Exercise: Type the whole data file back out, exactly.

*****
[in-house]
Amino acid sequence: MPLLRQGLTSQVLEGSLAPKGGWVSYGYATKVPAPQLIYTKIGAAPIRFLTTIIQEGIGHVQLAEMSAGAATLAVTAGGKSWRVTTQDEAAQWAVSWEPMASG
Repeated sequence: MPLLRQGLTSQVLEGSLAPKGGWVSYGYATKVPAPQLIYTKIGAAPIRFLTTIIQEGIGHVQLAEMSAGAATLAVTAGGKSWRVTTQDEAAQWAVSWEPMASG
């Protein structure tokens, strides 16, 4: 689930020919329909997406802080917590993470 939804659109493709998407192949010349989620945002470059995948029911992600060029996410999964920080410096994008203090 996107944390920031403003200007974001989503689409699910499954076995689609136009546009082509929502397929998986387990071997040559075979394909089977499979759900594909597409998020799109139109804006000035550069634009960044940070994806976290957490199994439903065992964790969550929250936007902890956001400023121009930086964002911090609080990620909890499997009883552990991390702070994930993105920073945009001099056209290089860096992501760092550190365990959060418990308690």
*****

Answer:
[in-house]
Amino acid sequence: MPLLRQGLTSQVLEGSLAPKGGWVSYGYATKVPAPQLIYTKIGAAPIRFLTTIIQEGIGHVQLAEMSAGAATLAVTAGGKSWRVTTQDEAAQWAVSWEPMASG
Repeated sequence: MPLLRQGLTSQVLEGSLAPKGGWVSYGYATKVPAPQLIYTKIGAAPIRFLTTIIQEGIGHVQLAEMSAGAATLAVTAGGKSWRVTTQDEAAQWAVSWEPMASG
């Protein structure tokens, strides 16, 4: 689930020919329909997406802080917590993470 939804659109493709998407192949010349989620945002470059995948029911992600060029996410999964920080410096994008203090 996107944390920031403003200007974001989503689409699910499954076995689609136009546009082509929502397929998986387990071997040559075979394909089977499979759900594909597409998020799109139109804006000035550069634009960044940070994806976290957490199994439903065992964790969550929250936007902890956001400023121009930086964002911090609080990620909890499997009883552990991390702070994930993105920073945009001099056209290089860096992501760092550190365990959060418990308690």